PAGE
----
R.P. Mookerjee, J.
1. This Rule was obtained on behalf of the plaintiffs and arises out of a suit brought by them for contribution. Both the Courts below have dismissed the plaintiffs' claim.
2. For a proper appreciation of the points in issue in the present matter the facts may be shortly stated. One Chandra Nath Bhattacharjya held a jama Rs. 33/- under the predecessor of the plaintiffs and defendant I, who were members of the same family. In 1875 Chandra Nath sold the holding to one Badal Giri. This transfer was recognised by the landlords and is supported by the entry in the records of rights as finally published. In course of execution of a rent decree obtained by the Dey landlords against the heirs of Chandra Nath, without impleading the heirs of Badal Giri, the property was purchased by defendant 2 Satya Charan Ghose. Satya Charan was resisted by the heirs of Badal Giri from taking possession of the holding. Defendant 2 thereupon brought a suit, with alternative prayers either to be put in possession on the property after declaration of his title' or for a direction on the decree-holders Deys to refund the purchase price by way of damages on the ground, that the latter, although cognizant of the fact that the heirs of Chandra Nath had no saleable interest in the tenancy in suit, had put up the holding to sale purporting the same to belong to the latter. The alternative claim for compensation as put forward by the present defendant 2 was decreed the original decree-holders Deys were asked to pay back the proportionate share of the purchase money taken by them. He put this decree in execution and attached an ejmali estate of the Deys Touzi No. 148/1 of the Hooghly Collectorate. The attached property was advertised for sale. The present plaintiffs who were part proprietors deposited the entire decretal amount on 9-6-1941 and thus saved the joint property from sale. It is now contended on behalf of the plaintiffs that defendant 1 was liable for a third share of the amount due under the decree obtained by defendant 2. Hence the present suit, for contribution with interest from defendant 1.
3. The learned Munsiff came to the conclusion that the members of the Dey family viz., the plaintiffs and defendant 1 should be considered to be joint tort feasors as being cognisant of the wrongful act they were committing by putting the property to sale though it was not the property of the judgment-debtors. There could be no contribution as between joint tort feasors. The 3earned District Judge affirmed this decision.
4. Originally a second appeal (S. A. No. 459 of 1946 (Cal) ) was filed in this Court on behalf of the plaintiffs. The appeal was admitted after a preliminary hearing and was ultimately transferred to a Division Bench for final hearing. It was ultimately held on 25-5-1950 that no Second appeal lay to this Court as the same was barred under Section 102, C. P. C. The value of the appeal was only Rs. 143/-. An application for revision was thereafter filed and the present Rule was obtained on 12-6-1950.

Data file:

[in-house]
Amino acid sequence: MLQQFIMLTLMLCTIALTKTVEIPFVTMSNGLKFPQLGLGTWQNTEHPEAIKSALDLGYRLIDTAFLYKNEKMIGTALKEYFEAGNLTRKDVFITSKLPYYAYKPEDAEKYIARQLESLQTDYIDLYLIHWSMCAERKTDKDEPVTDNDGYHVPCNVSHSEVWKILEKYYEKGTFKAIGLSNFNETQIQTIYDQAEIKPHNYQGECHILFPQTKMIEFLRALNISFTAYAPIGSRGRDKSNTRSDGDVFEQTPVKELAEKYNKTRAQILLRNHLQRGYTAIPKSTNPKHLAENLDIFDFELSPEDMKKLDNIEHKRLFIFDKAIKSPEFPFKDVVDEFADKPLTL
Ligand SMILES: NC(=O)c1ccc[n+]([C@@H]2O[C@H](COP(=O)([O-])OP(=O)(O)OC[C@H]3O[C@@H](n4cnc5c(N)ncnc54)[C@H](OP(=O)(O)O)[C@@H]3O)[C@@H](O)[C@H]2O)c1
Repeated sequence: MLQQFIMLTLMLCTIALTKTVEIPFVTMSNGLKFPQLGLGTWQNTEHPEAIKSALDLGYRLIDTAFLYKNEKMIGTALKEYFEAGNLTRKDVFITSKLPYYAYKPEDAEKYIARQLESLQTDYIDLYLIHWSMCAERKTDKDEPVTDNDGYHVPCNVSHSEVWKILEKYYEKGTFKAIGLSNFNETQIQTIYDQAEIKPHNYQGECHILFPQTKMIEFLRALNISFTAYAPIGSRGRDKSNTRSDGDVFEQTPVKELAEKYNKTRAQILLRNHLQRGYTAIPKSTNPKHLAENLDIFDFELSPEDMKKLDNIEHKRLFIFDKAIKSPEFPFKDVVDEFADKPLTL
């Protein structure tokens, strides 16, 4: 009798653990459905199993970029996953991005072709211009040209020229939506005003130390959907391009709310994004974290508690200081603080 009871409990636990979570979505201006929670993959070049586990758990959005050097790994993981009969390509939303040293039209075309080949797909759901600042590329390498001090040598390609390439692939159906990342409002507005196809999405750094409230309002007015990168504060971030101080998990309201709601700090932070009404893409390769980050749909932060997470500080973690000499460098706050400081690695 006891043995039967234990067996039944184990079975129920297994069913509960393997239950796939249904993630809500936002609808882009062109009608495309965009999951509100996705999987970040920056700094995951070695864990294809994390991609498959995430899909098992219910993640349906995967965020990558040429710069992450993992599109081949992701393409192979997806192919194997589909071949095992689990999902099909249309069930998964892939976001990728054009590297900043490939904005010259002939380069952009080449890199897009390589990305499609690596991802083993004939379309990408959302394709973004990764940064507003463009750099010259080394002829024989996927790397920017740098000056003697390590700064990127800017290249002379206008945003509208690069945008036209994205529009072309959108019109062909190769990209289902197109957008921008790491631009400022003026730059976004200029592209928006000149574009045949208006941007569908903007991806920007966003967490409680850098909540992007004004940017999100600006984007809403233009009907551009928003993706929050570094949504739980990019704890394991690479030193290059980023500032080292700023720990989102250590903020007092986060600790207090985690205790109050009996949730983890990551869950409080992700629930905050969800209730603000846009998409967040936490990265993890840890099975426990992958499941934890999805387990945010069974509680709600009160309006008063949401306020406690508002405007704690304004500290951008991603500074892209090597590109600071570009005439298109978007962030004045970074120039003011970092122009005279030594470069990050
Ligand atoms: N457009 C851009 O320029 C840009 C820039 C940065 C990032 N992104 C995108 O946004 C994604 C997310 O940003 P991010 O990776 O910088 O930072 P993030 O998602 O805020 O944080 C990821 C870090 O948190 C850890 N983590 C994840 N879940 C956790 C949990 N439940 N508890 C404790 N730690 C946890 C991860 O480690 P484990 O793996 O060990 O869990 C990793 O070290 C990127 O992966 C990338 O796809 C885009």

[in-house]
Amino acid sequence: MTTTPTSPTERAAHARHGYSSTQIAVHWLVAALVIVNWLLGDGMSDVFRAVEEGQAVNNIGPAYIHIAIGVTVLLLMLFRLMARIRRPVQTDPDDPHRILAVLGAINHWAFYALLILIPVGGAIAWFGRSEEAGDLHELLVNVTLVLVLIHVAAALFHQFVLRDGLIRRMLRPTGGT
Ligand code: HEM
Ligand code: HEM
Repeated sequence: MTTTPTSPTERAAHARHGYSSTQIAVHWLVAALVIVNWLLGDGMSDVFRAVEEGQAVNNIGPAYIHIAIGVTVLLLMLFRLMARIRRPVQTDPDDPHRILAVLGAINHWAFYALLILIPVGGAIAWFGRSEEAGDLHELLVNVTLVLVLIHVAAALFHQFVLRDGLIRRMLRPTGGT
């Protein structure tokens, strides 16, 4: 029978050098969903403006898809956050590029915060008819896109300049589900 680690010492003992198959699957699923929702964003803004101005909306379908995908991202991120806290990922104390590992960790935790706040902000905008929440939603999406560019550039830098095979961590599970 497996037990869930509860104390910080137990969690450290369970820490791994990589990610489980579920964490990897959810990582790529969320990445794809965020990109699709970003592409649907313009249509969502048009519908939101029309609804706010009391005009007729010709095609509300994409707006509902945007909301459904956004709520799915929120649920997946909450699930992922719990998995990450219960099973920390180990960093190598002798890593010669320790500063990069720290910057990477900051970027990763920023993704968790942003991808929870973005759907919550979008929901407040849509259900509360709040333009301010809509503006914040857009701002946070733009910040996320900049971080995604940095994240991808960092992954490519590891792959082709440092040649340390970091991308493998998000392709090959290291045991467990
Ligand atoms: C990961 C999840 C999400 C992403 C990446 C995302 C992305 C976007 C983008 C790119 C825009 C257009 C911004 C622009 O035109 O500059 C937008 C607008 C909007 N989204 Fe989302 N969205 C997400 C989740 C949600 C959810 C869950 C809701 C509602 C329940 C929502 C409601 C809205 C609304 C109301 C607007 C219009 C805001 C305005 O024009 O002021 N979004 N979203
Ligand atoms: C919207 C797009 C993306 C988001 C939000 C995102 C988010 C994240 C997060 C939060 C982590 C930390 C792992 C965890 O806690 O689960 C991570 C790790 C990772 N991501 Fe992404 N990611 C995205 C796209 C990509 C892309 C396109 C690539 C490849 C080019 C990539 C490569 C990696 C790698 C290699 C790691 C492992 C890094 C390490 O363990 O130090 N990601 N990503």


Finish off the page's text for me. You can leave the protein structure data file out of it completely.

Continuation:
5. On behalf of the opposite party, it was faintly suggested that the application on which the present rule has been issued was barred by limitation. In the first place, there is no period of limitation specified for application for revision though the usual practice has been to insist on such applications being filed within 90 days from the date of the order complained of. There had however been occasions when applications had been accepted beyond such period if the Court were satisfied about the reasons for such delay. Further, if the period covered by the pendency of the second appeal in this Court and the time taken for obtaining certified copies of the judgments and decrees be excluded the application as filed is within time.
6. On behalf of the plaintiff petitioner, it has been contended (1) that the defence based upon the judgment debtors being joint tort feasors was not raised in issue in the trial Court and this point ought not to have been allowed to be taken at the stage of the argument (2) that the rule in --'Merry Weather v. Nixan', (1799) 8 Term Rep 186 (A) is not applicable to the conditions prevailing in India, and (3) that, even if that rule be applicable in India, on the facts of the present case, it ought to have been held that this is not a case of joint tort feasors.
7. The argument founded on the ground that the parties were joint tort feasors cannot be brought under any one of the issues as raised. The parties did not therefore adduce all relevant evidence as to what part was played by the parties when the decree for rent was obtained by the landlords against the heirs of Chandranath. In the absence of such relevant and material evidence, it is not always possible to finally decide the question raised during argument. We may, however, proceed to consider whether the rule in Merry Weather's case can in any view be attracted in the present case.
8. As we have come to the conclusion as indicated below that it is not -- we are not required to consider whether the question of fact about the complicity of the parties as alleged tort feasors requires further examination.
9. Under Section 43 of the Contract Act when two or more persons make a joint promise, the promisee may, in the absence of an express agreement to the contrary, compel any one or more of such joint promisors to perform the whole of the promise, and
'each of the two or more joint promisors may compel every other joint promisor to contribute equally with himself to the performance of the promise unless a contrary intention appears from the contract.'
10. (1799) 8 Term Rep 186 (A) has been taken to be an authority for the proposition that no contribution can be claimed between joint tort leasors. It is often overlooked that this was not a case of joint tort feasors in the sense that all the parties were jointly guilty of one tort. There were, as a matter of fact, two separate torts. This rule in Merry Weather's case enunciated in very general terms was subsequently held by Lord Herschell in --'Palmer v. Wick', (1894) AC 318, at p. 324 (B) as not being 'founded on any principles of justice or equity or even on public policy which justify its extension to the jurisprudence of other countries.' After indicating the difference between the English & the Scotch Law, the House of Lords refused to extend this rule to Scotland (See also -- 'Smith v. Clinton', (1908) 99 LT 840 (C) ).